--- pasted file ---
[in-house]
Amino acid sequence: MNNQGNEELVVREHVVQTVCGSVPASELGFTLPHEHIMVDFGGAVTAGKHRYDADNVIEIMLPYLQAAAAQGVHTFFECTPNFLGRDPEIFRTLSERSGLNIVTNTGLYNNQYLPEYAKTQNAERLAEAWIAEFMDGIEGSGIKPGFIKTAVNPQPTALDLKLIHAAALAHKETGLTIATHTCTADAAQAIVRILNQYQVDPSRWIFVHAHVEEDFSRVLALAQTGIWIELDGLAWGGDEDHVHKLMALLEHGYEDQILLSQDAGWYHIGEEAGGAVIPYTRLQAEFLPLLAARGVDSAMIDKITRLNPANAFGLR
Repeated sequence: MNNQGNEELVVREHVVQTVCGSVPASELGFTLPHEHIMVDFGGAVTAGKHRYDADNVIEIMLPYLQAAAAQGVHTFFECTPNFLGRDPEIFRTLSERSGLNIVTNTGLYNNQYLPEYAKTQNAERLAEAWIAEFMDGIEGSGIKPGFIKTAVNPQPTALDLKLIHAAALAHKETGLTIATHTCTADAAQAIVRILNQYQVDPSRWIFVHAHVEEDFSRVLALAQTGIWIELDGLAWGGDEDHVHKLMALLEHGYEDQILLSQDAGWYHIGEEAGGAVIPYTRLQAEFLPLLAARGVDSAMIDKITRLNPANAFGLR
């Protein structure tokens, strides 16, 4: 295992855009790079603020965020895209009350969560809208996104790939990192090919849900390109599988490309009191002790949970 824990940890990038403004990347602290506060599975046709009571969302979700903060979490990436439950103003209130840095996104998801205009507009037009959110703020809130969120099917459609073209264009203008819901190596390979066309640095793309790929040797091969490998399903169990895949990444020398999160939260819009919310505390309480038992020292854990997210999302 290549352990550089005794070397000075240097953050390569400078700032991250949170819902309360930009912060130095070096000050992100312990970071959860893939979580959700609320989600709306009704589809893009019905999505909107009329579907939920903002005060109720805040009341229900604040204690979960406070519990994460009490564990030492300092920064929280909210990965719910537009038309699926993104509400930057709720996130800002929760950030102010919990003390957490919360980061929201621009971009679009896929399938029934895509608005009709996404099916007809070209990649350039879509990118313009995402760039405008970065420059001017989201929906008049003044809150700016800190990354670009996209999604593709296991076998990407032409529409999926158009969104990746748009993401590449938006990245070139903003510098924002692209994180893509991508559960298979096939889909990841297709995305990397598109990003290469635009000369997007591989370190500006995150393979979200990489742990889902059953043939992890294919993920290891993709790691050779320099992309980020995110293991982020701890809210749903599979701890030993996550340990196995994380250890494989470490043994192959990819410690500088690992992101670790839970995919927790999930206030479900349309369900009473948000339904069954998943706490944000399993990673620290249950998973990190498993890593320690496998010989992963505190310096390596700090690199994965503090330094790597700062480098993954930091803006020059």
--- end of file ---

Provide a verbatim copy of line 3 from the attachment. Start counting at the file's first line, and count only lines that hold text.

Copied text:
Repeated sequence: MNNQGNEELVVREHVVQTVCGSVPASELGFTLPHEHIMVDFGGAVTAGKHRYDADNVIEIMLPYLQAAAAQGVHTFFECTPNFLGRDPEIFRTLSERSGLNIVTNTGLYNNQYLPEYAKTQNAERLAEAWIAEFMDGIEGSGIKPGFIKTAVNPQPTALDLKLIHAAALAHKETGLTIATHTCTADAAQAIVRILNQYQVDPSRWIFVHAHVEEDFSRVLALAQTGIWIELDGLAWGGDEDHVHKLMALLEHGYEDQILLSQDAGWYHIGEEAGGAVIPYTRLQAEFLPLLAARGVDSAMIDKITRLNPANAFGLR